Gags Bisla
For the QC

As fans celebrated Superbowl Sunday on Feb. 2, 2020, when the Kansas City Chiefs won their first Superbowl in 50 years against the San Francisco 49ers, the last thing on their mind was the fear that this was the beginning of the end.

Soon, COVID-19 would shift the way the entire world interacted and, with it, the way sports would continue. Perhaps one of the few to acknowledge the threat a global pandemic posed to our fragile world was Bill Gates. “If anything kills over 10 million people in the next few decades, it’s most likely to be a highly infectious virus rather than a war,” said Gates in 2015. A year later, COVID-19 has killed over 2.34 million people worldwide — a number that will continue to rise, but we can hope will not meet the number Gates predicted. Yet, there is no denying the ways the pandemic has disrupted many aspects of our social world, albeit less severe than the growing death toll.

This pandemic did not just infect people; it also infected the sports world. Due to COVID-19, we saw the NCAA March Madness for both men and women get canceled, NBA and NHL pause their games mid-season, high school sports come to an abrupt end, and so on. The sports world was in an unprecedented event that affected athletes and fans alike. Whether we knew it or not at the time, sports would prove to hold a cure for the social decay of COVID-19, giving hope to fans and possibly even to athletes themselves.

COVID-19 has infected every aspect of our lives. Essential workers, from healthcare to agricultural workers, paid the ultimate price of their life because of the careless handling of the pandemic. We are left to grieve in an unfamiliar world seen primarily through our screens, and athletes are not separate from this. Karl-Anthony Towns of the Minnesota Timberwolves lost seven members of his family to COVID-19, including his mother. “I play this game more because I just loved watching my family members seeing me play a game I was very successful and good at. It always brought me a smile when I saw my mom at the baseline and in the stands and stuff and having a good time watching me play,” Towns said. “So it’s going to be hard to play. It’s going to be difficult to say this is therapy. I don’t think this will ever be therapy for me again. But it gives me a chance to relive good memories I had.”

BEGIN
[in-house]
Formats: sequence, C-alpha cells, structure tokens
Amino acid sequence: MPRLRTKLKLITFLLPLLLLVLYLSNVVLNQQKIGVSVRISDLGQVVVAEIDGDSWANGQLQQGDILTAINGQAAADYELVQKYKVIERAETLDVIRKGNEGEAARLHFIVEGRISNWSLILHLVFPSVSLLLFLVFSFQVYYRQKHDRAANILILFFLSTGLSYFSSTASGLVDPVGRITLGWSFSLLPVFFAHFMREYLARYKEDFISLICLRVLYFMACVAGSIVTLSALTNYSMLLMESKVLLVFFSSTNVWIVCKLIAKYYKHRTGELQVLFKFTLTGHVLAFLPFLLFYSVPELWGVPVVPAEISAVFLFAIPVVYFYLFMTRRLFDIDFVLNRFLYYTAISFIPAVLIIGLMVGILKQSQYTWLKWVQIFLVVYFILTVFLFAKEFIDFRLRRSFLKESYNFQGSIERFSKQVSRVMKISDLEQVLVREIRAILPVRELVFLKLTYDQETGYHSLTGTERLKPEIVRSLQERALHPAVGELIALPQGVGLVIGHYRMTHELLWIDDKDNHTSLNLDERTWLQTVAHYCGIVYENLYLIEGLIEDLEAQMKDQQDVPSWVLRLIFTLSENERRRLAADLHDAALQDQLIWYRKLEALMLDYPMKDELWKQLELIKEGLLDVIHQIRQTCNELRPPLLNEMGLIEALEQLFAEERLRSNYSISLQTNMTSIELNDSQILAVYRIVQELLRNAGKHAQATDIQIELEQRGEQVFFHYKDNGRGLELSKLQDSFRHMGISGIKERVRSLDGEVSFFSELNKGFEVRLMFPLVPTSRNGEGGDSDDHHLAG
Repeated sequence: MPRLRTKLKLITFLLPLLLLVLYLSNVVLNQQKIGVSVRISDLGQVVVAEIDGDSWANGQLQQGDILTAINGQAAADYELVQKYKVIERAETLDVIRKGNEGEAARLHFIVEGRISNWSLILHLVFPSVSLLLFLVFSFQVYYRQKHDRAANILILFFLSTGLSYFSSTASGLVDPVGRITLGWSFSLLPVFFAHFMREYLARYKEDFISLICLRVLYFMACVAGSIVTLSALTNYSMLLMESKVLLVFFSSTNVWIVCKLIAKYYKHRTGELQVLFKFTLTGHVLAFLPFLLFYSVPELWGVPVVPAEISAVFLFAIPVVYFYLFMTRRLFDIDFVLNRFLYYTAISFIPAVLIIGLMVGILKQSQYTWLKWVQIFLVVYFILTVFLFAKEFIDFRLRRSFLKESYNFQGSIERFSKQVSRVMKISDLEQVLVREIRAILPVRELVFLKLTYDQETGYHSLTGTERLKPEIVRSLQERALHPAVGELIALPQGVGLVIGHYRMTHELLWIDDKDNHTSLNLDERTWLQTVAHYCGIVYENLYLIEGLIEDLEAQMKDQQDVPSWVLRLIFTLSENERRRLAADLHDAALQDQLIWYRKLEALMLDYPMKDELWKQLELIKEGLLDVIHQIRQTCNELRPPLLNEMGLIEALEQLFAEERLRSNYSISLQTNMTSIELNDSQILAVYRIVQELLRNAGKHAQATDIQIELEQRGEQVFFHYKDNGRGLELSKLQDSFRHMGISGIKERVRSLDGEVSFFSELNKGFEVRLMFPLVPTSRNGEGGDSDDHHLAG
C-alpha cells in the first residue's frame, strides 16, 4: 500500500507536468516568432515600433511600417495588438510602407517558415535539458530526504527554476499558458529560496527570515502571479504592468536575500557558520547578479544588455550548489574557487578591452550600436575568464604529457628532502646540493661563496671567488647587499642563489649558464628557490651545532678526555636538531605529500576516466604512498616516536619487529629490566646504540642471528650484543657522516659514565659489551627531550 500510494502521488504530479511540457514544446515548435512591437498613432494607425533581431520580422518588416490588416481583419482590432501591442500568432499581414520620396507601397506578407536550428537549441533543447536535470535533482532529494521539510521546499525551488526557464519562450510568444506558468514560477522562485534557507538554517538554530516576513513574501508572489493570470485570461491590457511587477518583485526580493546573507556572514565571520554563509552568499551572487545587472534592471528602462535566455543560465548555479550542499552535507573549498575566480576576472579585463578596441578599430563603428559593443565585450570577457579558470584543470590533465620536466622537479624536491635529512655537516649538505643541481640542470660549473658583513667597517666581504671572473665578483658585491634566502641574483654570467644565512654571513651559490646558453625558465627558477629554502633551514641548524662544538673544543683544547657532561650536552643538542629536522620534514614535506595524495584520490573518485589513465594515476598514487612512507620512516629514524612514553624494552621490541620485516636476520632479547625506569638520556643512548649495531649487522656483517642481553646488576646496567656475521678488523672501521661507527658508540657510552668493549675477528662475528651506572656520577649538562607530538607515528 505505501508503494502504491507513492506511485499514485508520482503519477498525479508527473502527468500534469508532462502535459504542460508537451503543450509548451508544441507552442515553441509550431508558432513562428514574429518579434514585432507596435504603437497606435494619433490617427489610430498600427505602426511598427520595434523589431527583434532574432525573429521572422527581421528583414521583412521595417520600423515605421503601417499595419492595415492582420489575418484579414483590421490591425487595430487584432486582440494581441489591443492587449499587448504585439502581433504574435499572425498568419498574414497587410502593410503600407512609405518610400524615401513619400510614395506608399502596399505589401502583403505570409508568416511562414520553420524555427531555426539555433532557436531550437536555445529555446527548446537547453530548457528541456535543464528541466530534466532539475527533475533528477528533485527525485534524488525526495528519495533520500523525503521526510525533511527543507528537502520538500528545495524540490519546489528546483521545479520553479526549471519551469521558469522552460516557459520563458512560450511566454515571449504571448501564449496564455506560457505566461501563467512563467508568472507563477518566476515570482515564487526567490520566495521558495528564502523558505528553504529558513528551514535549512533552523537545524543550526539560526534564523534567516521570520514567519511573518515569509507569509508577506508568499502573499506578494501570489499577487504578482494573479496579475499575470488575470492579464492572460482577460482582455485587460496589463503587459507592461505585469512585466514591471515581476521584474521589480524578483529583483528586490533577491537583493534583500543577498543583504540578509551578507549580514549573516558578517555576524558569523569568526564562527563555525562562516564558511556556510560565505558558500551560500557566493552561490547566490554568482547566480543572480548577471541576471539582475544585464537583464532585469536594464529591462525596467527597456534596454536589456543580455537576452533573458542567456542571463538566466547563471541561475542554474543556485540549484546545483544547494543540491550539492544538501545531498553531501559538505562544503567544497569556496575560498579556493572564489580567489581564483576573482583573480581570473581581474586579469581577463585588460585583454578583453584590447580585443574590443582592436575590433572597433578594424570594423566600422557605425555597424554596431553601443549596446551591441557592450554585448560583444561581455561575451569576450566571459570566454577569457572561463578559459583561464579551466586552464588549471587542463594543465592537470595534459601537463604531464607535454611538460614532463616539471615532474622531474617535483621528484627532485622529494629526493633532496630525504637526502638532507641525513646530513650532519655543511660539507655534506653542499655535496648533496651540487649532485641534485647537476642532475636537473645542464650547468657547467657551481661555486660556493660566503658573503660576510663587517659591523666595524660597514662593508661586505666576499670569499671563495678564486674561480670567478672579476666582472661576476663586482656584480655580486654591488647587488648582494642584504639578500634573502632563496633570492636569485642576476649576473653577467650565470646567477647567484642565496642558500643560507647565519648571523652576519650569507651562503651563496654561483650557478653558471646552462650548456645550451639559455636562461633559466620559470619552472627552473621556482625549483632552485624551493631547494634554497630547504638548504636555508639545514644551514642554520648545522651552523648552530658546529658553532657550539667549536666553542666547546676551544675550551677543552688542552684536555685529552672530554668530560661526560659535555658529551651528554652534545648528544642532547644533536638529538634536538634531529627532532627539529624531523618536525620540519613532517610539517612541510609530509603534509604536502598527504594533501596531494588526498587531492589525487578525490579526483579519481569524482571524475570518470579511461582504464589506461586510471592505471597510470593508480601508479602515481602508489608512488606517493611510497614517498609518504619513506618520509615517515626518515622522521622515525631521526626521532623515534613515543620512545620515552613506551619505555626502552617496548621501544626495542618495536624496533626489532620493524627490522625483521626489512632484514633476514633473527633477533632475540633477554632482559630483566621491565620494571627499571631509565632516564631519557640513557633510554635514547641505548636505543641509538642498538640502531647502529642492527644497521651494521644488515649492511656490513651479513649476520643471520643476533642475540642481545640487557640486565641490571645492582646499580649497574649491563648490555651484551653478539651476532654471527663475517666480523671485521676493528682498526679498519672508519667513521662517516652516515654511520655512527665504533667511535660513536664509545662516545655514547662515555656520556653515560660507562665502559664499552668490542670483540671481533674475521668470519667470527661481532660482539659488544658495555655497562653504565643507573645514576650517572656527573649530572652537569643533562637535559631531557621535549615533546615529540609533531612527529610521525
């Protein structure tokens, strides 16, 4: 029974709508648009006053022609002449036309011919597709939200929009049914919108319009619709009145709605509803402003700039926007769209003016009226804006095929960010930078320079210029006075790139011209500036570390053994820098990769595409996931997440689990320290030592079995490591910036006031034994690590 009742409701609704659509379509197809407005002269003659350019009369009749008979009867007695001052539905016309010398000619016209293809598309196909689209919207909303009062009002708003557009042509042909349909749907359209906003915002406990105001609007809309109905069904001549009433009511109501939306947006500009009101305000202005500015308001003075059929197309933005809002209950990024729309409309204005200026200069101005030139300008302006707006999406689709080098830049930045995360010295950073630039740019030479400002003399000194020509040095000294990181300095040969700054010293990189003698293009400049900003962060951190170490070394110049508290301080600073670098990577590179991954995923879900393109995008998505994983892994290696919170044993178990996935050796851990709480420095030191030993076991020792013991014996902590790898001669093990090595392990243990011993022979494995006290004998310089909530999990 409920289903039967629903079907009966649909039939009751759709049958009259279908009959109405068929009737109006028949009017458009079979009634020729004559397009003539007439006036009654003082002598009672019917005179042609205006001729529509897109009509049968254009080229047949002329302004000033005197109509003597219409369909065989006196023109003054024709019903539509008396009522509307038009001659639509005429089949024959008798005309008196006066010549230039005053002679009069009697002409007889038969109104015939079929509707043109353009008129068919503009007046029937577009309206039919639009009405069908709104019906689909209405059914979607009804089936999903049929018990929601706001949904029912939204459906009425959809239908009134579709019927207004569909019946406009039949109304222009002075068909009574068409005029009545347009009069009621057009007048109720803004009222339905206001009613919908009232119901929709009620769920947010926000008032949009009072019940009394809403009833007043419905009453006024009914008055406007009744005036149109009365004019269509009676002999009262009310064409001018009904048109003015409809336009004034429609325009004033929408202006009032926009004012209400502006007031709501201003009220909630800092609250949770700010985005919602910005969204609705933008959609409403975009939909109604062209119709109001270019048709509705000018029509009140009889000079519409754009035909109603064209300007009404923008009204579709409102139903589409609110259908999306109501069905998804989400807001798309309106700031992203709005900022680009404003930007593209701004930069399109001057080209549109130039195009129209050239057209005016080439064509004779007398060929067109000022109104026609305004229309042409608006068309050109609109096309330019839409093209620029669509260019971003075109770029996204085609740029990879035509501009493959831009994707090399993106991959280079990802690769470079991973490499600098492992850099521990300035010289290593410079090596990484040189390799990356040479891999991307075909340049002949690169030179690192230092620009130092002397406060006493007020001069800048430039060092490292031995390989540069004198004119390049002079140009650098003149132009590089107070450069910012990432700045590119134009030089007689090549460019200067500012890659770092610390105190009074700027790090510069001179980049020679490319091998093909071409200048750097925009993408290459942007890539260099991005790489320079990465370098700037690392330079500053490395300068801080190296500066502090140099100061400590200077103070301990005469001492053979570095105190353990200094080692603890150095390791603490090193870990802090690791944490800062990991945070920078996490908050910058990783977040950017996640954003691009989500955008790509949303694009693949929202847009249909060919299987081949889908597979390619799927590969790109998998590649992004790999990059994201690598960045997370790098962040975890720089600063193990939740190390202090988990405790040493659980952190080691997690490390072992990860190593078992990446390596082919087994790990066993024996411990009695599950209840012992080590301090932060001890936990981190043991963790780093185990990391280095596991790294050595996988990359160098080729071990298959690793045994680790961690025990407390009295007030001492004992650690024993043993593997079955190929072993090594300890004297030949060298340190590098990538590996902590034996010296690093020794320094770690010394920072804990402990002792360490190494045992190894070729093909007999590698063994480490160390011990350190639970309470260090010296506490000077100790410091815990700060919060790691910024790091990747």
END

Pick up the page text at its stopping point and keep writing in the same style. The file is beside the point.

However, from March 2020 to July 2020, live sports channels were mostly barren, with echoes of news about the pandemic and President Trump’s actions (or lack thereof) haunting seemingly every channel. In May of 2020, ESPN began televising Korea Baseball Organization games and many channels replaced live sports with eSports. Yet, this did not quite seem to fill the hole sports had filled in many fan’s hearts and hopes.

Another symptom of this pandemic is decreased mental health, which is another place where sports step in. After the Boston Marathon Bombing, in the MLB that same year, the Boston Red Sox won the World Series Championship. Following the horrific event that revealed the violence of the world to those whose privilege’s had previously sheltered them, seeing the Boston Red Sox win the championship for that city gave those people this sense of new hope that, no matter what, through many tribulations, Americans would overcome that and become better because of that.

A similarly galvanizing moment happened when then-president George W. Bush threw the ceremonial first pitch before Game 3 of the World Series in the aftermath of the 9–11 terrorist attacks. (Regardless of what you think of the man, it was a strike down the middle.) This pandemic took that hope and collectivism of sports away from the people, but, perhaps, sports has had the power to return that.